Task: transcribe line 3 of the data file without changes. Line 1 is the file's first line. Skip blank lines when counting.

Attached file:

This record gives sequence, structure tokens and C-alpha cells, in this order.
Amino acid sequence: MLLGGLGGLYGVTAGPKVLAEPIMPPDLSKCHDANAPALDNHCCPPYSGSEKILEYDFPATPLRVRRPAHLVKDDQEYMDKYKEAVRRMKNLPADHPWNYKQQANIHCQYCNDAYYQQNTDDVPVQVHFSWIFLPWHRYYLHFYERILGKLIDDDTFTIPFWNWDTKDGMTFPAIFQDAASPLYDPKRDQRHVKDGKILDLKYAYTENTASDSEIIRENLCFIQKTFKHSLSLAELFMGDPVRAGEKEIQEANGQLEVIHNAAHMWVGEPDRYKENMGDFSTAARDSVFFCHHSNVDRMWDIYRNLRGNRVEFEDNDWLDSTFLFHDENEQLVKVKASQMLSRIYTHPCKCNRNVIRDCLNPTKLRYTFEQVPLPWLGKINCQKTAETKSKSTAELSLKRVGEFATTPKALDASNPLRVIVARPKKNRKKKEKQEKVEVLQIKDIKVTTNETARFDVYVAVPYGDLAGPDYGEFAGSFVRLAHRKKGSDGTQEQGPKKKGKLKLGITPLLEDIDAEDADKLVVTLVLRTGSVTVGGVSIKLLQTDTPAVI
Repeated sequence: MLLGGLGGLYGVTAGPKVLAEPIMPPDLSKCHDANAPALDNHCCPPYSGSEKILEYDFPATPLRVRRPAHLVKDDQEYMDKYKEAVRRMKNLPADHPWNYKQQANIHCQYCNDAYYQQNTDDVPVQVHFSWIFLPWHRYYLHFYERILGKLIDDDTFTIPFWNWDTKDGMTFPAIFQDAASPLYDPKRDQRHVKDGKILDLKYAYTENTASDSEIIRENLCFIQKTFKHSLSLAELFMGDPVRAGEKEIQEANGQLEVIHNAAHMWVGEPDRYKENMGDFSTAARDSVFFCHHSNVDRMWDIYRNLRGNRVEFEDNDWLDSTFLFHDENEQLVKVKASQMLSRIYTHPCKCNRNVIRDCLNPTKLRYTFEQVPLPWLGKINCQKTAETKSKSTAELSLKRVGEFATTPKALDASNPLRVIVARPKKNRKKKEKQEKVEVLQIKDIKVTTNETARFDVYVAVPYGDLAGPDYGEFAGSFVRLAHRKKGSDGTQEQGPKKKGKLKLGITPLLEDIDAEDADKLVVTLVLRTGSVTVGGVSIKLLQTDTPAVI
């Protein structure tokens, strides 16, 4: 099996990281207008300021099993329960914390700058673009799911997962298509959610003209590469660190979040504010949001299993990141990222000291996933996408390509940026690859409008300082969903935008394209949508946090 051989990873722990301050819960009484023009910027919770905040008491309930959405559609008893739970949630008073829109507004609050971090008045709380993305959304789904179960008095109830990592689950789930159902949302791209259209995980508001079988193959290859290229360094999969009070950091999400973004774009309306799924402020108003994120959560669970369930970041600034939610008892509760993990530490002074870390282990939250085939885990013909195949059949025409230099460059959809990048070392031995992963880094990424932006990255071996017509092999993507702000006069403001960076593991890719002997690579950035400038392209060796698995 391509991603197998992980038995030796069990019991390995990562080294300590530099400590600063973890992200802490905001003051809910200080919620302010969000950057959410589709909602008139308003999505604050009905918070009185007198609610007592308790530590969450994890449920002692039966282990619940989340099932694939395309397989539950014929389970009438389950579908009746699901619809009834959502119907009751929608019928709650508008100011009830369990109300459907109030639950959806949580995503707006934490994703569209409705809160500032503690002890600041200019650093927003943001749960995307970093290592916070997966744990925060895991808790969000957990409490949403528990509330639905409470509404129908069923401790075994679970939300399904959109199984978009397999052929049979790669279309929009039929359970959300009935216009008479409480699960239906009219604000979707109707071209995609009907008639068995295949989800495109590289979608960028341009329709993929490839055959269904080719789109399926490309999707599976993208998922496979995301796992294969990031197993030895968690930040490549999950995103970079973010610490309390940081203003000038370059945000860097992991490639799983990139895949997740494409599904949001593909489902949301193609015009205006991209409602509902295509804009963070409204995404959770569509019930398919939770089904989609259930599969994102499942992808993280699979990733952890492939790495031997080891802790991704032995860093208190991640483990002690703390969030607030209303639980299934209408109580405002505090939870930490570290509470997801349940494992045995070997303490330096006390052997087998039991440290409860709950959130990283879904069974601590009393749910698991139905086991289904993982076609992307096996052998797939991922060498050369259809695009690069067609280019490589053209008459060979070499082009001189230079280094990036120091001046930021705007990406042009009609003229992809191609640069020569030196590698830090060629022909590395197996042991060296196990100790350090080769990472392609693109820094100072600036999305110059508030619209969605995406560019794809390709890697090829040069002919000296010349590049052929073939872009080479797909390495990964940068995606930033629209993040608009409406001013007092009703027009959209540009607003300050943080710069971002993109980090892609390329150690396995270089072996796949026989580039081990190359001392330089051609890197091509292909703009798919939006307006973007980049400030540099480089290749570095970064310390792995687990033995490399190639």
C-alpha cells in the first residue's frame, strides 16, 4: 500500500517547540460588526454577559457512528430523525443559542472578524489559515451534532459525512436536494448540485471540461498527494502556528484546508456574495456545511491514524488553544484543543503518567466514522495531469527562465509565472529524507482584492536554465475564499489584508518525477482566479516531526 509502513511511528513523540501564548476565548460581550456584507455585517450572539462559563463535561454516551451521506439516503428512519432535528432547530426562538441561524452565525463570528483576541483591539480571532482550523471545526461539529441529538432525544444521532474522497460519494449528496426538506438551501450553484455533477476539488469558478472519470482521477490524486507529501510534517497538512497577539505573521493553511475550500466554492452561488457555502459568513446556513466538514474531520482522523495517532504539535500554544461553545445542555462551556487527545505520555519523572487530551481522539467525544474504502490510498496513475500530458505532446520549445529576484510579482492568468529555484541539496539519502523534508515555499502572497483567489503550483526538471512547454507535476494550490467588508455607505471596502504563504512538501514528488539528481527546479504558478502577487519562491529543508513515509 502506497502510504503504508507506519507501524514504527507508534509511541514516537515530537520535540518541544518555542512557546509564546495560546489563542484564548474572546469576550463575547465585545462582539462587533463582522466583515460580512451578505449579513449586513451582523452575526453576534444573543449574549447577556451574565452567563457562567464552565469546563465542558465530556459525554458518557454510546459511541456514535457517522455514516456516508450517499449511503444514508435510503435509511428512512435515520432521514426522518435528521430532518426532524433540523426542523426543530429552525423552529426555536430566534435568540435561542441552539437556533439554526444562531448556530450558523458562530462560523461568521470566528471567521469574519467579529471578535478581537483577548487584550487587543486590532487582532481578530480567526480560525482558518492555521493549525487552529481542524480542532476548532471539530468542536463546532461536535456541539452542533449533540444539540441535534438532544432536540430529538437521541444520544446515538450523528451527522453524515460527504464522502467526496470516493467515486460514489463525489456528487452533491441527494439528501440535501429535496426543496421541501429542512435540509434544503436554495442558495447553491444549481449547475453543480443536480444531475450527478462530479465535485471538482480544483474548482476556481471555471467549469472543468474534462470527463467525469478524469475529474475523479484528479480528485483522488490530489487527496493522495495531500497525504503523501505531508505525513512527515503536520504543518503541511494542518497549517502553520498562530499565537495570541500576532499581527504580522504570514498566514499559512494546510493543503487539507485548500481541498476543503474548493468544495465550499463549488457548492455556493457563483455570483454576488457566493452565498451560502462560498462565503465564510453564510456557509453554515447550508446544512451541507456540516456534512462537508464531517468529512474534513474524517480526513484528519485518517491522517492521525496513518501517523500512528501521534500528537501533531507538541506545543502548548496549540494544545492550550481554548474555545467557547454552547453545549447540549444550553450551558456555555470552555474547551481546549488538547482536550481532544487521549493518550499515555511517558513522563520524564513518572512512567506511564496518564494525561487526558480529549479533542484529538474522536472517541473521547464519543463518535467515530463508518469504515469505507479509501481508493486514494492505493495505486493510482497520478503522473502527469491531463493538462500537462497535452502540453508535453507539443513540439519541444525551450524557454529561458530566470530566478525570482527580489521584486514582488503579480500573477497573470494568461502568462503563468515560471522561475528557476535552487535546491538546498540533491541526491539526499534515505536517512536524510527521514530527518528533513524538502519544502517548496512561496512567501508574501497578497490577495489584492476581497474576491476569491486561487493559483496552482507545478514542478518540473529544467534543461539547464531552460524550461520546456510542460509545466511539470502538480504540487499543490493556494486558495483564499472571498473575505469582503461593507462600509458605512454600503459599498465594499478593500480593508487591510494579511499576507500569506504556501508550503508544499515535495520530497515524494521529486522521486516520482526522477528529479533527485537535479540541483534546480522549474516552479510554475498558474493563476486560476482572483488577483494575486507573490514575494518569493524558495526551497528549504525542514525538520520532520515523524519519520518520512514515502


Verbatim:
Repeated sequence: MLLGGLGGLYGVTAGPKVLAEPIMPPDLSKCHDANAPALDNHCCPPYSGSEKILEYDFPATPLRVRRPAHLVKDDQEYMDKYKEAVRRMKNLPADHPWNYKQQANIHCQYCNDAYYQQNTDDVPVQVHFSWIFLPWHRYYLHFYERILGKLIDDDTFTIPFWNWDTKDGMTFPAIFQDAASPLYDPKRDQRHVKDGKILDLKYAYTENTASDSEIIRENLCFIQKTFKHSLSLAELFMGDPVRAGEKEIQEANGQLEVIHNAAHMWVGEPDRYKENMGDFSTAARDSVFFCHHSNVDRMWDIYRNLRGNRVEFEDNDWLDSTFLFHDENEQLVKVKASQMLSRIYTHPCKCNRNVIRDCLNPTKLRYTFEQVPLPWLGKINCQKTAETKSKSTAELSLKRVGEFATTPKALDASNPLRVIVARPKKNRKKKEKQEKVEVLQIKDIKVTTNETARFDVYVAVPYGDLAGPDYGEFAGSFVRLAHRKKGSDGTQEQGPKKKGKLKLGITPLLEDIDAEDADKLVVTLVLRTGSVTVGGVSIKLLQTDTPAVI